Suzuki 2006 GSX-R600 K6 review

More power, less weight, and all wrapped in a GSX-R1000 looky-likey form. The 2006 Suzuki GSX-R600 K6 is bound to kick butt on-track - but can it deliver on the road?

Retains the sharp handling, but now comes with some mid-range
Engine vibrates | Build quality isn't great

I was pleased when I heard my first ride on the 2006 Suzuki GSX-R600 would be on the road only - French roads, in fact - instead of the more usual track-based sportsbike launch. All new supersport bikes have impressive engine performance, plus they corner, steer and stop exceptionally well no matter what circuit you visit. It's only one's ability as a rider that defines how fast you circulate.

With engine and chassis performance at this level, being impressed on a track is a foregone conclusion. So I believe things have turned full circle and road manners are now equally important.

This hit home on the recent Triumph 675 Daytona launch when, after a day on the Sepang circuit, we took off into the countryside where it came up trumps as one of the best sportsbike I've ridden on the road.

I never thought the K4/5 GSX R was the prettiest 600 out there, but the latest model is right up there with all the competition in the looks department.

Notwithstanding an aerodynamic improvement of five per cent, its combination of softer lines and flowing graphics make it instantly lovable, especially in white and metallic blue. Although the styling is very similar to the GSX-R1000s, its wee brother is much more compact with a thinner tail section, a lower seat height and smaller 16.5-litre tank.

Following on from the the 1000's love-it-or-loathe-it 'chubby' silencer, the new 600's pipe is a work of art. The stubby tail pipe is tucked neatly under the right footrest while the silencer blends in with the black belly pan directly under the engine.

As with all manufacturers, 'mass centralisation' is the theme throughout the sportsbike category.In line with this Suzuki has given its engine a stacked gearbox, making it 20mm smaller from top to bottom and 54mm from front to rear.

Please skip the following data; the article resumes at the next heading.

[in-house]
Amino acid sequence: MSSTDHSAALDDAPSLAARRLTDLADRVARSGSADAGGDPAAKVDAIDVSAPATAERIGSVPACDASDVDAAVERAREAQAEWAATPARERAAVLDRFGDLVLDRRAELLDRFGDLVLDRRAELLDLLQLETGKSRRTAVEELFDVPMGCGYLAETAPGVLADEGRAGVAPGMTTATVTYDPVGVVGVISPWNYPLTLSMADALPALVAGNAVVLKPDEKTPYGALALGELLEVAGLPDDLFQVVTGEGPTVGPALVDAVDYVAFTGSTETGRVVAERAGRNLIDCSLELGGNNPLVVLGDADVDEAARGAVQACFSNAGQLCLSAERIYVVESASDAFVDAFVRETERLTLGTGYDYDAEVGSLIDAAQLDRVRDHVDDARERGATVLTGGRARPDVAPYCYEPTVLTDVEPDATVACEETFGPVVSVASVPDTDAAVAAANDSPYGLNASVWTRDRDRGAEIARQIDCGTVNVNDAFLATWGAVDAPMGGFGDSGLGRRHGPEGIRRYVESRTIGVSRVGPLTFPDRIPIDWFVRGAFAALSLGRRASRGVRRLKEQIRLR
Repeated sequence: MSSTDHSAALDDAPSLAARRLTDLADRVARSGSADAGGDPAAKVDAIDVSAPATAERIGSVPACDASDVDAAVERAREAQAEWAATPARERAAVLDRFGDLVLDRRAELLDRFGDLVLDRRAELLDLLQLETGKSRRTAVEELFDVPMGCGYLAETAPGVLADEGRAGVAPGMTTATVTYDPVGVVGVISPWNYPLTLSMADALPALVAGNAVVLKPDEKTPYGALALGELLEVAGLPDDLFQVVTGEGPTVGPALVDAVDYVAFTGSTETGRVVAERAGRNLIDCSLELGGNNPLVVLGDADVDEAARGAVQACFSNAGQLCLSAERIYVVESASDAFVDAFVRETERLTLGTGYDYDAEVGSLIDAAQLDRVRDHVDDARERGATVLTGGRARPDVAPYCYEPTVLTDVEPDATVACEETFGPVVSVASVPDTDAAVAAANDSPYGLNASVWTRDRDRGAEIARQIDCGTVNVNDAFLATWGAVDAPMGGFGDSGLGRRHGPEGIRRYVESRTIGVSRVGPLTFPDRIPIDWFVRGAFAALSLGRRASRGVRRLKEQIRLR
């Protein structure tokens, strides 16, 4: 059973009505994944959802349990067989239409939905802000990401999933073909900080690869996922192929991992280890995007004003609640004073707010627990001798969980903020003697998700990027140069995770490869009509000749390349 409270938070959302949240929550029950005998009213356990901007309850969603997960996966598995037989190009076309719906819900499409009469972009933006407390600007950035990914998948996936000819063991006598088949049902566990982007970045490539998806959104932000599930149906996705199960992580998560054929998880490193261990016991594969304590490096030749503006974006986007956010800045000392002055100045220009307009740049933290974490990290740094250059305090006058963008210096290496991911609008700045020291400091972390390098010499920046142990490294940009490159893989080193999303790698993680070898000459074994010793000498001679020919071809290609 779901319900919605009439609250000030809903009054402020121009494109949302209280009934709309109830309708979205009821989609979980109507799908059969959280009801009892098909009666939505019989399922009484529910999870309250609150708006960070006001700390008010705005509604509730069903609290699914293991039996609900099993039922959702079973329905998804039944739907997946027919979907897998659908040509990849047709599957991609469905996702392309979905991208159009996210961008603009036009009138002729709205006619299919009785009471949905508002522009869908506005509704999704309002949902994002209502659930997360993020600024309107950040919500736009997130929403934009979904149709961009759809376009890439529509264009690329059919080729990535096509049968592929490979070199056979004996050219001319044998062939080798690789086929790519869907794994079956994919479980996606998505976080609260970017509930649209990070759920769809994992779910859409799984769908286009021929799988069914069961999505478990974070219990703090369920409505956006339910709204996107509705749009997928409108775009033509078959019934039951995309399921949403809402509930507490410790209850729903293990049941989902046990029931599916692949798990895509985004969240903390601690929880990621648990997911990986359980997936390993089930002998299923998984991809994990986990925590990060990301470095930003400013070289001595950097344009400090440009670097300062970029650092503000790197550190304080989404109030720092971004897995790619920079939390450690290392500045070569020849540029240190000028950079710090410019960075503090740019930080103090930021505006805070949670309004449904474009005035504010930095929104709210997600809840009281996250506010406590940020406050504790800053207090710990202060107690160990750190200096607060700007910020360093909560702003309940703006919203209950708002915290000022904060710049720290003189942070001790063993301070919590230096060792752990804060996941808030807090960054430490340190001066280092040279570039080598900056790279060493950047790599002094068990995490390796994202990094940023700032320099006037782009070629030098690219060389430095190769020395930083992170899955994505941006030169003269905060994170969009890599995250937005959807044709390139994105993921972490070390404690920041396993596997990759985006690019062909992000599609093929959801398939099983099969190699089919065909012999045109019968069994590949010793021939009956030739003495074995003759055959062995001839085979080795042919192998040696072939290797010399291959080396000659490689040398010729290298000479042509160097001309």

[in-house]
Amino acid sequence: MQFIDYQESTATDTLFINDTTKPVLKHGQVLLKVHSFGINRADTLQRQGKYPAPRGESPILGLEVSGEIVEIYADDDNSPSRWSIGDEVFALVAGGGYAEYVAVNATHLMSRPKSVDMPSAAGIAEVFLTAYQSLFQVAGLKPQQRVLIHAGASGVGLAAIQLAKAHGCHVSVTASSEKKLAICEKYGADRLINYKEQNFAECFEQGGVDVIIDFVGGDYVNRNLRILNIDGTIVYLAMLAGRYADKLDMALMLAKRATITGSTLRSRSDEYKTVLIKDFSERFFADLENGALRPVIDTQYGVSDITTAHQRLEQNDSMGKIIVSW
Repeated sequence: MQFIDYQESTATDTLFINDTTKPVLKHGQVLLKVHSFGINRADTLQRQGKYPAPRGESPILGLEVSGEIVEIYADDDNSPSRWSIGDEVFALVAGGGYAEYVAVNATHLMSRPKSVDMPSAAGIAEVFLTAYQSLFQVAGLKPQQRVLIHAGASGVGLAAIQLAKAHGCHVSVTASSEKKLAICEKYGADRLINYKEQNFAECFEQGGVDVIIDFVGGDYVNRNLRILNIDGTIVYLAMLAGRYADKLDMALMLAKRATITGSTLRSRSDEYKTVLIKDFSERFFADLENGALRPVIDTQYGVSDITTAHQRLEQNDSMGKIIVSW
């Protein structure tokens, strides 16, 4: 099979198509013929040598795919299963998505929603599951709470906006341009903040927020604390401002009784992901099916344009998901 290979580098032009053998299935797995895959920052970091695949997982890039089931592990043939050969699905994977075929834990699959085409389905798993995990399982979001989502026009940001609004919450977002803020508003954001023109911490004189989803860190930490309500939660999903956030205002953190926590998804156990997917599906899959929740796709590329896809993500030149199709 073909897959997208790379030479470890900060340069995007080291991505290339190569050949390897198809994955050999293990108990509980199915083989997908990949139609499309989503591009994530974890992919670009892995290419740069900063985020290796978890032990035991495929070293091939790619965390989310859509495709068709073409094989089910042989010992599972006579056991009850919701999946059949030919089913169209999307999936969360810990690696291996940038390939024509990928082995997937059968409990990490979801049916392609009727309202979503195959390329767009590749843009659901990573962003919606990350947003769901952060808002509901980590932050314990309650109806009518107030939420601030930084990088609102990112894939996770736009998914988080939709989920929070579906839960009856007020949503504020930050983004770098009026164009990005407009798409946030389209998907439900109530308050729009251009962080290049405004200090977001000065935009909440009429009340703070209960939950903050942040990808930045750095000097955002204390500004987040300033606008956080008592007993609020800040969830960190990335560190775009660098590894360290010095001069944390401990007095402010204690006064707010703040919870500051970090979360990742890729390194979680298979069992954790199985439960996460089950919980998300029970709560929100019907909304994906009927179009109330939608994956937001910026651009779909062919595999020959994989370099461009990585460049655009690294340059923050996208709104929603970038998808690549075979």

Weighing in at 161kg (dry weight, claimed by Suzuki) the nimble look is finished off nicely with some of the skinniest three-spoke wheels I've seen to date.

With bright sunshine in the sky but frost on the ground I was glad Jan had sneaked in some M&S thermals for my day-long thrash on the brilliant 'A' roads north of Beziers in south-western France.

The K6 GSX-R600 may look different but there's no mistaking that familiar growl when you hit the starter button. It's quite incredible that Suzuki manage to keep it sounding the same, considering how many engine changes have taken place.

I gingerly set off, hoping to get some heat into the normally sticky BT014 Bridgestones and to discover whether this is a bike that is built for the road or the racetrack. Although there's no hesitation, the engine's fueling feels rich below 5000rpm, something I can only imagine comes from strangulation/noise reduction due to the latest emission requirements.

From 5000rpm to 10,000rpm there's a much cleaner, free-revving feeling, then from 10,000rpm to 16,000 you are in full banzai mode, more of which later.

Town and low speed riding was fine, even in high gears. The riding position is perfect for me, but a nice touch are the adjustable footpegs, which can be moved 14mm horizontally or vertically. This is such a good option, and could mean the difference between loving or hating the bike.